Cheap Seats 2020
One Trick Pony - 05/06
By Rich Trzupek
They say that when the only thing in a carpenter’s toolbox is a hammer, ever project looks like a nail. Similarly, if you’re a reporter obsessed with a particular chemical, every pandemic looks like it’s about ethylene oxide.
Last week in the paper that used to be The Chicago Tribune, ace environmental reporter Michael Hawthorne warned readers about the dangers of using N95 masks sterilized using ethylene oxide. Instead, he believes an alternative process should be used for sterilization, although it uses a compound that is even more dangerous.
OK, Hawthorne will self-righteously protest that he doesn’t advocate any such thing! He’s only quoting the experts! That’s journalism! And it would be, if he were interested in vetting experts, getting alternate points of view and having the wit to sort them out. Clearly that is not to Mikey’s taste. Like many modern “journalists” he’s built a career on fishing for “experts” who agree with whatever narrative he’s currently pushing.
In a shocking display of willful ignorance, Hawthorne penned a story that ran in the April 29 edition of the Trib warning about the dangers of off-gassing of ethylene oxide in N95 masks sterilized using that compound. How “off-gassing” would occur he didn’t bother to explain.
Off-gassing is a phenomenon that occurs when you have liquid residue in a product. Liquids have vapor pressures, meaning they will evaporate into gas phase over time. Some types of treated lumber will off-gas formaldehyde over time, for example. The key here is that you need the storage that the liquid phase offers before off-gassing can occur.
One of the reasons that ethylene oxide is used for sterilization so widely is that it has a boiling point of 50 F. At room temperature, as used in sterilization, all ethylene oxide is a gas. When the sterilization chamber is vented at the end of a cycle, all of the residual ethylene oxide gas is swept from the room. There’s no liquid, so there can be no “off-gassing.” Everything that’s been treated is ethylene oxide free.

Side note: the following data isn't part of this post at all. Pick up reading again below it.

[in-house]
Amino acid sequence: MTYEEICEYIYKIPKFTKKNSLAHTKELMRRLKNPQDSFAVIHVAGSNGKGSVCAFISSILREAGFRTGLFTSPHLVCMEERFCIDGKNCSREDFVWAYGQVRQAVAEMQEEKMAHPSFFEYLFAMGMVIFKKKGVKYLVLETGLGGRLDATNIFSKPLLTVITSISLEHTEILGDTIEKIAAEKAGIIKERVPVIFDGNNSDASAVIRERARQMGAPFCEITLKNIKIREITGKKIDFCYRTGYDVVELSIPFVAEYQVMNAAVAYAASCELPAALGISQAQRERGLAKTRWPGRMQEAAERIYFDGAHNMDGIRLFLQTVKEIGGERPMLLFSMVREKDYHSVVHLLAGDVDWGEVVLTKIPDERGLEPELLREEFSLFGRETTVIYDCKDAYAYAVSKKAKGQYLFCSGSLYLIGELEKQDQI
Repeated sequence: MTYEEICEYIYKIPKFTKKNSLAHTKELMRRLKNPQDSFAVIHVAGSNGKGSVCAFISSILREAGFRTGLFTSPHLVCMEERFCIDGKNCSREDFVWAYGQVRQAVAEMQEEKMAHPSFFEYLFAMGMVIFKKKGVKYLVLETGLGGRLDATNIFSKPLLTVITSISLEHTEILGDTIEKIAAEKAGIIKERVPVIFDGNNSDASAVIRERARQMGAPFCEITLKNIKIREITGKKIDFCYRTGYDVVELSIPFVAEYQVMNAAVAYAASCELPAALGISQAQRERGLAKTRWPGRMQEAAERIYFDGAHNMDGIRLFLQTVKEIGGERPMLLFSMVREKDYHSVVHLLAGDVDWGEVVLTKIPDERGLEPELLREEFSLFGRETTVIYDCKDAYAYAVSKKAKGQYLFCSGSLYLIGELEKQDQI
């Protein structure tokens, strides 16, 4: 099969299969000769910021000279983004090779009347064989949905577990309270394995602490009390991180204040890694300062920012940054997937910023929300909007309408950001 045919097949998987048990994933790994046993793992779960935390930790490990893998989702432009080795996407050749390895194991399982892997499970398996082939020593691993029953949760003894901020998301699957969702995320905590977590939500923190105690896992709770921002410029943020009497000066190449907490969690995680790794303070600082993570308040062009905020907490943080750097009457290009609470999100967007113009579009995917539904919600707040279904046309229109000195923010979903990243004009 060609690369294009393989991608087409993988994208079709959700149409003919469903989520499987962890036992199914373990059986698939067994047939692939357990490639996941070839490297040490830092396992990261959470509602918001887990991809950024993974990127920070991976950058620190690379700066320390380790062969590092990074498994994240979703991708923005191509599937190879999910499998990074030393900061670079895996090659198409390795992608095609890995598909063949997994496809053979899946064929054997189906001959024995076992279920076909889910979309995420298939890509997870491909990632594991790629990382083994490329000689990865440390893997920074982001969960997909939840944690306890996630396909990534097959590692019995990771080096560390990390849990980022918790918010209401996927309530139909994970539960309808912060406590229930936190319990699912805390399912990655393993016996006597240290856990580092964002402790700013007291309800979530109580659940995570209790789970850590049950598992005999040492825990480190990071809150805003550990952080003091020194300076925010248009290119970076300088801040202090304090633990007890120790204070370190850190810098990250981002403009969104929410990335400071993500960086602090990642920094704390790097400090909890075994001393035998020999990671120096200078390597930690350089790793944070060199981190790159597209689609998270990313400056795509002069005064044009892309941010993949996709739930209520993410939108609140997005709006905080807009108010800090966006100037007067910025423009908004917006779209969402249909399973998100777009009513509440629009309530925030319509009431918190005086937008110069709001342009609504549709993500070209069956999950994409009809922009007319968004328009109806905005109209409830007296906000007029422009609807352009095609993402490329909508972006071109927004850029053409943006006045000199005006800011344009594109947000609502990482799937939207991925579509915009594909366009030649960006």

This is not true of the alternative that Hawthorne’s “experts” are pushing: hydrogen peroxide. It has a boiling point of 302 F, meaning that there is a very real possibility of condensed hydrogen peroxide residue remaining in an N95 mask, or other medical equipment, treated using it.
No worries according to Hawthorne. Hydrogen peroxide is a common household disinfectant after all. Nothing to see here.
As the old saying goes: Beware of setting chemical exposure policies based on the advice of journalists with agendas. Using good old 3 percent hydrogen peroxide to swab out your kid’s scraped knee is a fine use of the chemical. It will do nothing but good. Putting on a respirator that may contain hydrogen peroxide residue is idiotic.
First of all hydrogen peroxide is a known animal carcinogen and possible human carcinogen. Like ethylene oxide, OSHA’s Permissible Exposure Limit (PEL) for hydrogen peroxide is 1 part per million by volume (ppmv). This is the maximum exposure OSHA believes is safe in the case of a healthy adult working an eight hour day.
But let’s compare the Immediately Dangerous to Life and Health (IDLH) concentrations of each. The IDLH is a concentration that the Centers for Disease Control establishes for inhalation of different chemicals. It’s the “taking a breath of this stuff is likely to kill you” dose.
The IDLH for ethylene oxide is 800 ppmv.
The IDLH for hydrogen peroxide is 75 ppmv.
So, to recap, according to ace reporter Michael Hawthorne, we should NOT treat respirators with a compound that is sure to remain is gas phase throughout the sterilization process and thus not contaminate the mask, but we SHOULD treat them with a compound that could condense out in the mask and thus off-gas over time and – the frosting on the cake – is more than 10 times likely to kill you when inhaled.